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Arizona: A case study in repeated bigotry

Reginald J. Clyne | 3/6/2014, 9 a.m.

Arizona is a case study in bigotry. While many African Americans may be turning a deaf ear to the recent furor over the anti-gay bill that was recently vetoed by Governor Brewer, it was not too long ago that the State was being boycotted because it did not want to recognize the  Martin Luther King, Jr. Holiday.  In 1983, President

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Reginald J. Clyne

Reagan after much pressure, created a National Holiday celebrating Martin Luther King. The Arizona

Legislature would not enact a law making it a holiday in Arizona.  On May 16, 1986, Governor Babbit of Arizona by executive order created the holiday on a Sunday on a church pulpit. His successor, Governor Evan Meacham as his first executive act rescinded the holiday. This created a national furor. Stevie Wonder began a boycott, when he cancelled a show in Arizona. By May 1987, 17 meetings had been cancelled and the State lost several million in revenue. In 1990, a statewide referendum failed to enact a public holiday.  In response, the NFL moved the 1993 Super Bowl from Arizona to California. Finally, in 1992, the Arizona voters passed a

The idea that laws are being passed to allow discrimination against a person based on their sexual orientation is scary.  Our country is taking a giant leap backward when discrimination is being codified again.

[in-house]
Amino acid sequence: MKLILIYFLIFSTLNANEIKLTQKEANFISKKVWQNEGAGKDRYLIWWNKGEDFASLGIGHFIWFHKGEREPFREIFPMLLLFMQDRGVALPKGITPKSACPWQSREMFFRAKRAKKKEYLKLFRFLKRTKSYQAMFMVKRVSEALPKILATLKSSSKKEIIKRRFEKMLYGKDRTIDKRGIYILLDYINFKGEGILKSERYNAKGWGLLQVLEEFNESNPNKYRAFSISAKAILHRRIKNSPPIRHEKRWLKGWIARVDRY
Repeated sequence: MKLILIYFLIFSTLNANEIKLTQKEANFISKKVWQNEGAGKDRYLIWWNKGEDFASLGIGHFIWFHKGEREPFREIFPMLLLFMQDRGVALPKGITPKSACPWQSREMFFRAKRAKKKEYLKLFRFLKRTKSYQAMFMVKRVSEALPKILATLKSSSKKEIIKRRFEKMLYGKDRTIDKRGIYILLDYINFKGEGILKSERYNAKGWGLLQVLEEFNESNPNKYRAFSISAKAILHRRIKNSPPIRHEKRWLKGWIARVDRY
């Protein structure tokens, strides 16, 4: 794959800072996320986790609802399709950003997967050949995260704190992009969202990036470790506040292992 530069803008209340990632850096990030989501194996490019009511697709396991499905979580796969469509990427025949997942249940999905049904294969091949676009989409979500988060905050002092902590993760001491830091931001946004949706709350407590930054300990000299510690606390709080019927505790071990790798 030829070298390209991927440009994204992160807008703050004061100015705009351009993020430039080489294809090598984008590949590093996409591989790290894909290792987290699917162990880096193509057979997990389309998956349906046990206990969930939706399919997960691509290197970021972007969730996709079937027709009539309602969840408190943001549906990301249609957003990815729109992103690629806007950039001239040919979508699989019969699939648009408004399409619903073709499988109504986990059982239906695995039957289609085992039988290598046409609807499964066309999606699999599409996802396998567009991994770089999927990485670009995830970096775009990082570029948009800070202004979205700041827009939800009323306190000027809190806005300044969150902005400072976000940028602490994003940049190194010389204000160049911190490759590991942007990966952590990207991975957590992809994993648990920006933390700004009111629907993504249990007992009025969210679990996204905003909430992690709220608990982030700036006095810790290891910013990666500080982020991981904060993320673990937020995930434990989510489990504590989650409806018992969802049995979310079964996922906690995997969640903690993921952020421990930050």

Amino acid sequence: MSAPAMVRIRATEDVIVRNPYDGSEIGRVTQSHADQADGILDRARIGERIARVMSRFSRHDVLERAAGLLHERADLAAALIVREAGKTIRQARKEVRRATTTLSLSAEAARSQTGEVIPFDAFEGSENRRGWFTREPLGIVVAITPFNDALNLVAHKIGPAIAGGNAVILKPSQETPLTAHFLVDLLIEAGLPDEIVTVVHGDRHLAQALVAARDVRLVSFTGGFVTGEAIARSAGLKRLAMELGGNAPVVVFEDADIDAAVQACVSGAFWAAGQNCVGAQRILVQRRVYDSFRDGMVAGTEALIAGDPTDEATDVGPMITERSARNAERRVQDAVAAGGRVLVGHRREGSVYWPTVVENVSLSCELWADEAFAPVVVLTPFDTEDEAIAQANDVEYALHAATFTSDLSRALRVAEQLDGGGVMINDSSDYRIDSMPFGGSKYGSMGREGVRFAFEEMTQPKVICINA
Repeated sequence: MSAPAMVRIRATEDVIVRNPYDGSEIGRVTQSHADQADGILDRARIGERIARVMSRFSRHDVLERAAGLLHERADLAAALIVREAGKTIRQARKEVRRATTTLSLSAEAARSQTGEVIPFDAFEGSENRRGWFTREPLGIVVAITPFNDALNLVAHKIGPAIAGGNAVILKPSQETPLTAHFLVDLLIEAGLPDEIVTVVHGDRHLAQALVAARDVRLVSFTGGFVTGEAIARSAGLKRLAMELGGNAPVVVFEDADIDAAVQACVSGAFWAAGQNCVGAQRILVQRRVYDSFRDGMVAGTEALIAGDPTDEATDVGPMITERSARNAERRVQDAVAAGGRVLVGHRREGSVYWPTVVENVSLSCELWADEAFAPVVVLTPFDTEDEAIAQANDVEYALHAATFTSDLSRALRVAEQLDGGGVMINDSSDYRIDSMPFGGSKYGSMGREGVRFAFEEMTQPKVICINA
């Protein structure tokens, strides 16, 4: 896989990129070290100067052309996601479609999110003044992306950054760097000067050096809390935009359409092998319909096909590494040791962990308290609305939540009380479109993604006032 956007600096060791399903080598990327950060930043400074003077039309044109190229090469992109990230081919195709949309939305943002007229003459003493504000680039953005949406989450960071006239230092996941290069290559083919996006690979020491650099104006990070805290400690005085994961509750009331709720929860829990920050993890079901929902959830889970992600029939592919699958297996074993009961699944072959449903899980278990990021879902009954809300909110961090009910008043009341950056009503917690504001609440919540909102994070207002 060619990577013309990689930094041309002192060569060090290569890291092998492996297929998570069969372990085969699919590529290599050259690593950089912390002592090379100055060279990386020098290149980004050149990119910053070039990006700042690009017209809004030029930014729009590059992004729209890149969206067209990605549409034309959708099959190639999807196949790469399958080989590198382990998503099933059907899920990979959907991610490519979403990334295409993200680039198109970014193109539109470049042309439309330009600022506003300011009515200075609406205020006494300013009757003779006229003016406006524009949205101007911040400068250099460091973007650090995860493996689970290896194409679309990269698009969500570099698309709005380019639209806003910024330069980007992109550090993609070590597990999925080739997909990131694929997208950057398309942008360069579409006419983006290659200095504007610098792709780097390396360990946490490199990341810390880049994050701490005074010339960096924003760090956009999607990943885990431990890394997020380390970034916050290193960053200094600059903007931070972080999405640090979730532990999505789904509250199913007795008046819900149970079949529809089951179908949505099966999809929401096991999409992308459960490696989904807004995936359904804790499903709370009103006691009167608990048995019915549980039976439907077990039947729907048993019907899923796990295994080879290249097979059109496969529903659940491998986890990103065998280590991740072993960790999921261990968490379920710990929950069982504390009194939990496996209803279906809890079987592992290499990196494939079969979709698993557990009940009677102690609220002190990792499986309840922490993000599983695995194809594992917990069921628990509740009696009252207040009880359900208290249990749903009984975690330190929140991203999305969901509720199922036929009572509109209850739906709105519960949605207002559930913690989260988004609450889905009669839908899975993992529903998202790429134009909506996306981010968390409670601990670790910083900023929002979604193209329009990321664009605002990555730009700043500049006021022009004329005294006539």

referendum creating the MLK Holiday.

Now fast forward to 2014, when the  Arizona legislature under the pretense of religious freedom passes a law allowing businesses to have the right not to serve gay people and others based on religious belief.  I assume the religion in question is Christianity, although the scriptural support for hating and discriminating against one group over another does not seem in keeping with the actions of Jesus.  In fact, Jesus was criticized for fraternizing with tax collectors (sinners) by the Pharisees.  In response, Jesus stated “It is not the healthy who need a doctor, but the sick. I have not come to call the righteous, but sinners.” Mark 2:17.  Jesus contrary to the  contemporary thought of the religious leaders of his time did mingle and eat and heal those who were despised, looked down upon and deemed unclean.   Jesus life is replete with helping the poor, healing the sick, and most importantly not spurning sinners.  Jesus healed the Roman Centurion’s servant (Luke 7:3), he allowed a sinful woman to wipe her tears from his feet with her hair and to perfume his feet (Luke7:36-50), he allowed his power to heal the bleeding woman, who was unclean by Jewish standards. (Luke8:43-48), he spent time at house of Zacchaeus, a tax collector and a sinner  and was criticized once again for being the “guest of a sinner”(Luke 19:1-9).

In light of Jesus actions, it seems that the Arizona Legislature, like the Pharisees and Sadduces, has got it wrong.  Hating your neighbor is not a Christian act.  Being a hypocrite and claiming that one type of person is not worthy of service at a restaurant, hotel, etc. is not based on the tenets of Christianity as preached by Jesus. We are all sinners. Our salvation is not from our acts, but from faith. Jesus cautioned us not to judge others, for in the same way you judge others, you will judged. (Matthew 7:1-5)

The idea that laws are being passed to allow discrimination against a person based on their sexual orientation is scary.  Our country is taking a giant leap backward when discrimination is being codified again.  As Black Americans, who for a majority of the history of this country have been deemed lesser because of our race, we should not stand quiet when another group is subject to the same type of treatment.   “Separate but equal”  means not equal.